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National Anti-Bullying Month: Fact, Figures, and Steps to Take
Bullying certainly made headlines after Columbine in April 1999, but it’s taken on an added urgency now due to a recent spate of children who took their own lives – quite literally being stalked to death. Even President Obama made it one of his priorities.
As he advised, “We need to dispel the myth that bullying is just a normal rite of passage — that it’s some inevitable part of growing up. It’s not. We have an obligation to ensure that our schools are safe for all. our children. And to everyone young person out there, you need to know that if you have a problem, there are caring adults who can help.”
To that end, October was named National Bullying Prevention Awareness Month, with November promoted as Anti-Bullying Month, the 15th through the 19th Anti-Bullying Week, and the first named National Anti-Bullying Day.
All very noble, but lofty labels alone, while garnering a certain amount of attention, do not necessarily affect change. Instead, every day of the year, we all need to pull ourselves together and stop attributing all this meanness to just kids being kids.
Very recently in Montgomery County, Pennsylvania, yet another child died by his own hand: 17-year-old Jesse Buchsbaum hanged himself in his home, and his parents believe that bullying contributed to his death.
That’s why school districts across the country are so committed to reducing bullying, establishing a student code of conduct, providing outreach programs for parents and adopting programs like Olweus and Roots of Empathy, or ROE, which shows even more promise to stop it. some call it an epidemic of abuse.
At the heart of school efforts, however, is creating a climate where students can confide in their teachers, counselors and administrators, knowing that their concerns will be taken seriously and addressed promptly.
Take, for example, Pottstown High School’s “Restorative Practices,” which produces a culture of support when children are confronted with bullying. And, when initial efforts to prevent the problem prove inadequate, as Principal Stephen Rodriguez says, “The district becomes tough.”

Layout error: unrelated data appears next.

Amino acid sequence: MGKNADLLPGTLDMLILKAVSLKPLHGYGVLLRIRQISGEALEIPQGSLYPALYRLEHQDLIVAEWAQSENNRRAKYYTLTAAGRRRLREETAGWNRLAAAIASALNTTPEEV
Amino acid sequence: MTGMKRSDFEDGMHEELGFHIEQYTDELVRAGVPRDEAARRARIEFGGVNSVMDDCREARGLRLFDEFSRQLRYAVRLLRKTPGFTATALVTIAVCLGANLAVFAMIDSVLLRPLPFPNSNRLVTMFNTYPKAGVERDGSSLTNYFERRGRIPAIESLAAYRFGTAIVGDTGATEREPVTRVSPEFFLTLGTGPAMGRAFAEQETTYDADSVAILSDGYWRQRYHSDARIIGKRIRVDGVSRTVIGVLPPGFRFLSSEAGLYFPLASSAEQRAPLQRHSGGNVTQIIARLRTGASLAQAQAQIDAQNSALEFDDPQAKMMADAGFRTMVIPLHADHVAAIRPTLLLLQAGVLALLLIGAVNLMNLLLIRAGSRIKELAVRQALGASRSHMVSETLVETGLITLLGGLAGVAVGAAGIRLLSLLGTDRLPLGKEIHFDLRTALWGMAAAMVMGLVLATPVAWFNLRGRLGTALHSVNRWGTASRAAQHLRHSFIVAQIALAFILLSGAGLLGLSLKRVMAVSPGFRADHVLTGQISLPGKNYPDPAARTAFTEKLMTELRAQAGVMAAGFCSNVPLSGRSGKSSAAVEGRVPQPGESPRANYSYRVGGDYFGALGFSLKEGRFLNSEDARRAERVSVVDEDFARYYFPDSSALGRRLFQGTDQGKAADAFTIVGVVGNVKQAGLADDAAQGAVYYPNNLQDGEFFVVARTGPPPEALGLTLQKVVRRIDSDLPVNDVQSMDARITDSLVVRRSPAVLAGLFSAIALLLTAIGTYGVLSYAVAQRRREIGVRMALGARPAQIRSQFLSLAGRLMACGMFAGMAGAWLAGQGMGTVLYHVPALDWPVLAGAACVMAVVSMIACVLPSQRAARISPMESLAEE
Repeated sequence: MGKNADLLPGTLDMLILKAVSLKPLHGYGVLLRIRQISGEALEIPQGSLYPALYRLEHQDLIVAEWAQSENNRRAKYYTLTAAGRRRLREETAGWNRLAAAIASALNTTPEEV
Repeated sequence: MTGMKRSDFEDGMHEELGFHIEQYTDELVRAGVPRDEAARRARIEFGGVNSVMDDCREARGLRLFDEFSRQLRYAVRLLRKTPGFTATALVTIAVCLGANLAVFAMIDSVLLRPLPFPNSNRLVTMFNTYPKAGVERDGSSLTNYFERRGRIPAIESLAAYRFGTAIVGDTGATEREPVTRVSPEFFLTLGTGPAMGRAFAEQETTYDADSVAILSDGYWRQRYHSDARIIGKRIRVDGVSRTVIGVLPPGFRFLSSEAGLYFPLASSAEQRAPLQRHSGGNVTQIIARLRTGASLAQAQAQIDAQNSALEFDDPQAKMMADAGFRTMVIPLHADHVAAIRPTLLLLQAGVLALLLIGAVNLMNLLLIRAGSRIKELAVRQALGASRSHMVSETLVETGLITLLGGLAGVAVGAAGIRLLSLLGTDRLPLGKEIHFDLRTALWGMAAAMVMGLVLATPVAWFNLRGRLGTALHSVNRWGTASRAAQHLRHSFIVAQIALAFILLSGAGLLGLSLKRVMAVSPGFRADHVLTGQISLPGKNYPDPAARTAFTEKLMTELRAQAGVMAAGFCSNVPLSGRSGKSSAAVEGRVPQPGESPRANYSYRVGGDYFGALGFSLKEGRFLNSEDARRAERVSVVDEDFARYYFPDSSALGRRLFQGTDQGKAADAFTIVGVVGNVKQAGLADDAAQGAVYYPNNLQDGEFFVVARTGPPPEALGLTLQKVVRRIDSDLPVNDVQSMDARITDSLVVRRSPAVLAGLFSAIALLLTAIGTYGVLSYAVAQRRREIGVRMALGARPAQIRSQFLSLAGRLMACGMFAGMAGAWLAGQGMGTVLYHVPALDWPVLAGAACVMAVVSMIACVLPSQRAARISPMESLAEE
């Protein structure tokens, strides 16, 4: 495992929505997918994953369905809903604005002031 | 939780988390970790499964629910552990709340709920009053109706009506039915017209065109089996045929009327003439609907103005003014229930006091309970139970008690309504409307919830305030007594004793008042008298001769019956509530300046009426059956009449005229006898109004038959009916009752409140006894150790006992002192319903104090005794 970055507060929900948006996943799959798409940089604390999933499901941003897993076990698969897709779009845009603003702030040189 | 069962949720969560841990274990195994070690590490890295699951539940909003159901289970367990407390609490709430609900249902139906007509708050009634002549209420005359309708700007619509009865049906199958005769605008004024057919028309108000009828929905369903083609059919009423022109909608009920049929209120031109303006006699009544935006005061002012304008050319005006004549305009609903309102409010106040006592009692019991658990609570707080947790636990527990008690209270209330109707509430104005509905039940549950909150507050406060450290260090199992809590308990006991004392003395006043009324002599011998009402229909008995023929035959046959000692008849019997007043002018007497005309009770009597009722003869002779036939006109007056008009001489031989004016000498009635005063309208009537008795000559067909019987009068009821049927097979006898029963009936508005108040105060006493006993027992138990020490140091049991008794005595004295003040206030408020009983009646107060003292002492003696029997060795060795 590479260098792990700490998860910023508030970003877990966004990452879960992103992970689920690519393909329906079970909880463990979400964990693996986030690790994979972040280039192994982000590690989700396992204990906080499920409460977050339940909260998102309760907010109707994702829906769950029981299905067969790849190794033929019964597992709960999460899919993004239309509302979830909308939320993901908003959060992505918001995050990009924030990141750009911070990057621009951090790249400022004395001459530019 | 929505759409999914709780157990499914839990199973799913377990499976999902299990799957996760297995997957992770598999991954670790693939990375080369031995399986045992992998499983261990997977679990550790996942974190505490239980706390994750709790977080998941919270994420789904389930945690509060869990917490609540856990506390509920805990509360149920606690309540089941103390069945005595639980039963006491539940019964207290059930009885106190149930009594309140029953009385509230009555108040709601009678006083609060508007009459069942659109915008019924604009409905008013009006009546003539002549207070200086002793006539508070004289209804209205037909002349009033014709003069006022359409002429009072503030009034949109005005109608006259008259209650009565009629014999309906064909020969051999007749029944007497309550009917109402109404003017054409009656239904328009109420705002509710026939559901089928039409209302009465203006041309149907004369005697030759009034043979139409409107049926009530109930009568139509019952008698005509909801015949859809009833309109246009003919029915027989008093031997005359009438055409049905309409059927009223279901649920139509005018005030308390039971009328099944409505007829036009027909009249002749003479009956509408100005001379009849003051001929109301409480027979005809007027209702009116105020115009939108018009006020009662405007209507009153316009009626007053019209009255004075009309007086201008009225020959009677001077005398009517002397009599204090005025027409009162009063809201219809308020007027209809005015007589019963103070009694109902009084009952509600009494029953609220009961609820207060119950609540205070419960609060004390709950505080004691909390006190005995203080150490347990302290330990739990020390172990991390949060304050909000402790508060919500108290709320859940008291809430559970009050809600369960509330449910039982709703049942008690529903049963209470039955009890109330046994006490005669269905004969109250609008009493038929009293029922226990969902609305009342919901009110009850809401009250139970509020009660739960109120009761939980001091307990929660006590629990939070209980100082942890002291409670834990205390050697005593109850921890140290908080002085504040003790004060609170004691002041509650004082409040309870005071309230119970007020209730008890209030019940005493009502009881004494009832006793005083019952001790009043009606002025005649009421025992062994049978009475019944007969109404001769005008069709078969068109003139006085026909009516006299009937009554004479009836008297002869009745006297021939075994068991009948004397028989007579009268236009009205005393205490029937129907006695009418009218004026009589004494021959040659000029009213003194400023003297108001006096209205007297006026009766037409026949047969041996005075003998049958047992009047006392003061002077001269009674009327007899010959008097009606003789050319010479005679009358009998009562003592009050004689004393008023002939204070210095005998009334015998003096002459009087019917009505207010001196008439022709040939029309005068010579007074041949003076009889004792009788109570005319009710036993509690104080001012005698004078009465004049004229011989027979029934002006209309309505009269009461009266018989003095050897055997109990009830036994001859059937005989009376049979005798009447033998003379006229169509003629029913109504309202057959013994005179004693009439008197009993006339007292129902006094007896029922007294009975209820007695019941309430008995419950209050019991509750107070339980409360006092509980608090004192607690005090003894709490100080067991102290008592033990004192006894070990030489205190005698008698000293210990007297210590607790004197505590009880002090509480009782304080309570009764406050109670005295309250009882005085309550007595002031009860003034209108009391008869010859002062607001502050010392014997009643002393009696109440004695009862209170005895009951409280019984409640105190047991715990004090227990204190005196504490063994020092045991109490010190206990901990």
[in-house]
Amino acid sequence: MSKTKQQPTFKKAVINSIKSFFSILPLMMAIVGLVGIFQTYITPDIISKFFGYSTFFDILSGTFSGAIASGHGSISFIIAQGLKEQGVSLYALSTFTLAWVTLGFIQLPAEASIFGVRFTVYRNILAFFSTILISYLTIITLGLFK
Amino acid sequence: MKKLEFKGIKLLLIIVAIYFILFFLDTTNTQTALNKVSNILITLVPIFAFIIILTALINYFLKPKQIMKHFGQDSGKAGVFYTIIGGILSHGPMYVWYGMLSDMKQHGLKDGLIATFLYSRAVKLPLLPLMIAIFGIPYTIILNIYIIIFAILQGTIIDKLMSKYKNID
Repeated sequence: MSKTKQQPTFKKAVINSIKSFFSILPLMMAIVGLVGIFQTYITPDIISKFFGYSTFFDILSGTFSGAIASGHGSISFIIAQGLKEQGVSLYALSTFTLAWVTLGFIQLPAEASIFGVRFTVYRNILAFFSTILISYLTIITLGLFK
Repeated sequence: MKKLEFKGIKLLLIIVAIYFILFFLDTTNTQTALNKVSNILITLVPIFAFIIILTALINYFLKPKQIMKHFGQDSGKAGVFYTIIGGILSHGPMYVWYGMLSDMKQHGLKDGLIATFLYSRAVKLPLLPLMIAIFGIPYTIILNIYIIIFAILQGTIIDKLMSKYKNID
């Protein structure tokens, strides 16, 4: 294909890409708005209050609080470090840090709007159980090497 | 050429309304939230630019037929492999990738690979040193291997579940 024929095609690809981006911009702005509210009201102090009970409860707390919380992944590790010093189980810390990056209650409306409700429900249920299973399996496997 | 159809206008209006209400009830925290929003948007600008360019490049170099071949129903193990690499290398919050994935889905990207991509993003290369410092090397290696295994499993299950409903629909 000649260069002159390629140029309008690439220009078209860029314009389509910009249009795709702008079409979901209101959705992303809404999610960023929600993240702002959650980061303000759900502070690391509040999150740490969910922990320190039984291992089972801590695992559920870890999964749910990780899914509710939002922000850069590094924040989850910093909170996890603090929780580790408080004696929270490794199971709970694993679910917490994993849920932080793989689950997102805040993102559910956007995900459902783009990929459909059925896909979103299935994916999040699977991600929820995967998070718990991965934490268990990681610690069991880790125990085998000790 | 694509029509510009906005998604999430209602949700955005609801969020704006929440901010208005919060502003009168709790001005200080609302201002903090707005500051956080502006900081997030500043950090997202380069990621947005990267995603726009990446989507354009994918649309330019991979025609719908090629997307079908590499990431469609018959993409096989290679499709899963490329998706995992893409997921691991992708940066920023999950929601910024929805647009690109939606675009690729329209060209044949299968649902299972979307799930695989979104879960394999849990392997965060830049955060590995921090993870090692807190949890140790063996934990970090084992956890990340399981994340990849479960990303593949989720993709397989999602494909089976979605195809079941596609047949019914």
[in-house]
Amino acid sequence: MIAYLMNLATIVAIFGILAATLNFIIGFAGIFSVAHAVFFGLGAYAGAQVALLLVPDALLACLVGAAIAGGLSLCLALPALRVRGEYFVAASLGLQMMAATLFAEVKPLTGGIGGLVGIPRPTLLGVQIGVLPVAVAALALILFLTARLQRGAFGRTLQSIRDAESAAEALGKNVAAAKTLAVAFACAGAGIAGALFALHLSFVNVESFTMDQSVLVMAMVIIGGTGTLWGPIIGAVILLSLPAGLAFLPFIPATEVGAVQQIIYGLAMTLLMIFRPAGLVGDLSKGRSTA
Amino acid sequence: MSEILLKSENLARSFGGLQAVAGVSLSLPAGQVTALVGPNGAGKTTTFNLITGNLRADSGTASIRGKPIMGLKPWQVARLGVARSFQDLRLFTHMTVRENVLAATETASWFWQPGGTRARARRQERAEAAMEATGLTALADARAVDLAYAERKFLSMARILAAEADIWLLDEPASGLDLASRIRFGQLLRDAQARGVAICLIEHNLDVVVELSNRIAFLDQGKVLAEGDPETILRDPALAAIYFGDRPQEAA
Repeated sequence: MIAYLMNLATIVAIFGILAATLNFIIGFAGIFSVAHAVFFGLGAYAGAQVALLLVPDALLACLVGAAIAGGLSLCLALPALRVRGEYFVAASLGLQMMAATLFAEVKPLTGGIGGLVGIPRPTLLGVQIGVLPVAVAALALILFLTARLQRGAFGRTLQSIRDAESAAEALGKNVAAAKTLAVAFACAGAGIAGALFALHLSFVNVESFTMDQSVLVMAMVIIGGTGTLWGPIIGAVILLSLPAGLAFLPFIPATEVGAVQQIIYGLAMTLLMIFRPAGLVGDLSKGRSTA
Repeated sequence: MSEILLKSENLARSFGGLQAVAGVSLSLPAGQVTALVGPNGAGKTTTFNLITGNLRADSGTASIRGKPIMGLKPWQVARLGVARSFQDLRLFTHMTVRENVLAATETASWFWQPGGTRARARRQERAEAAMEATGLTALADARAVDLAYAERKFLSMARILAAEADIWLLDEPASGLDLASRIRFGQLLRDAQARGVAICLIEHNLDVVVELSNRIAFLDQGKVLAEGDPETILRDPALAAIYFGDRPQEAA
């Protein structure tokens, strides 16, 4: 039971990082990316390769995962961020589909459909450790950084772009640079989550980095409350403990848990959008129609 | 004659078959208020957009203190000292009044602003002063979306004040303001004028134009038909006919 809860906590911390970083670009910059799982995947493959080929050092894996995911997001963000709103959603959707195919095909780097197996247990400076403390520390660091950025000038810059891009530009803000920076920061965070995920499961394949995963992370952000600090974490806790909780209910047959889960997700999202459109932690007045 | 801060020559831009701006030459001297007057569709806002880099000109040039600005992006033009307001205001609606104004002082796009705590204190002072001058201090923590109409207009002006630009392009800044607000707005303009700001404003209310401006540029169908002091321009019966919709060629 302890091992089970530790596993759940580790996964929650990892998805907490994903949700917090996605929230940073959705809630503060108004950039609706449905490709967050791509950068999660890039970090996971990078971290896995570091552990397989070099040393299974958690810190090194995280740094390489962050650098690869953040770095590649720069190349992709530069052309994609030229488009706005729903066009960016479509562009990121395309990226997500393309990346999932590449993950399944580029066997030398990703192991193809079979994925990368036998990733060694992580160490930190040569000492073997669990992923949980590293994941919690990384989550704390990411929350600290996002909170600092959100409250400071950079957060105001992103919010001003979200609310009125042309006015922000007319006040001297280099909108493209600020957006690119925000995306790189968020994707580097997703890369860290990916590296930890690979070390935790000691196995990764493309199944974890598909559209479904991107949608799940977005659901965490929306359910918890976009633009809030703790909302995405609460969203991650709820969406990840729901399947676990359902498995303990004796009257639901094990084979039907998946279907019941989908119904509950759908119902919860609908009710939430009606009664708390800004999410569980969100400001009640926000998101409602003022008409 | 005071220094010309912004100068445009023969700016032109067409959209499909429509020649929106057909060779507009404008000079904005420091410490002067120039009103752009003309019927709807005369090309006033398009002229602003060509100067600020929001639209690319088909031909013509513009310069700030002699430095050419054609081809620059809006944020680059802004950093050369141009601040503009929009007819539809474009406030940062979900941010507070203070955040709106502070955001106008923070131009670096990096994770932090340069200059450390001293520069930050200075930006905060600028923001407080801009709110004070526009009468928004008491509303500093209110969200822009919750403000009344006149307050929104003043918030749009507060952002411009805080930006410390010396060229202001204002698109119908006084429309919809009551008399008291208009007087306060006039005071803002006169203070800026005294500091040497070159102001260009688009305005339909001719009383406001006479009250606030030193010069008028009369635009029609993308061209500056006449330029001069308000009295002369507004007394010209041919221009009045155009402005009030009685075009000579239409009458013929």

So should we all.
A recent Josephson Institute of Ethics survey of 43,321 teenagers, 15 to 18, from 78 public and 22 private schools, found that 50% said they had been “bullied, teased or taunted in a way that seriously bothered me at least once.”
Meanwhile, in the past 12 months…
• 52% said they would hit someone in anger;
• 37% of boys and 19% of girls said it’s okay to hit or threaten someone who makes them angry.
And, as if that weren’t enough, along with the fact that obese children are bullied more than anyone else, a US Department of Justice investigation found that:
• 25% of children are bullied.
• 14% of those who were bullied experienced severe/bad reactions.
• 20% admitted to being a bully or doing some bullying.
• 43% are afraid of being bullied in the school bathroom.
• 8% said they miss one day of school every month for fear of bullying.
Even more worrying is that bullying behavior patterns are set from age six.
All of this, of course, suggests that, along with sticks and stones, words do hurt, and that means it’s all the more necessary for us parents to be proactive.
Start by asking your child’s doctor to discuss bullying during checkups. Also, since this is not a time to adhere to some unwritten code of silence, be sure to remind your child to confide in a trusted adult—you or someone else—whenever being bullied.
Always be vigilant as well, noting behaviors that suggest bullying might be involved, such as if your child:
1) Becomes moody, withdrawn or stressed.
2) Complaints of stomachaches and/or nightmares.
3) Shows signs of physical abuse, including tattered clothing and unexplained bruises.
4) Experiences a drop in grades.
5) Expresses contempt for others and engages in a lot of gossip.
Bottom line: listen well to your child, paying close attention and providing solid support – communicating openly and serving as a guide without interfering unnecessarily in their life. And, of course, also monitor your own behavior, because research tells us that the typical bully comes from a conflicted family.
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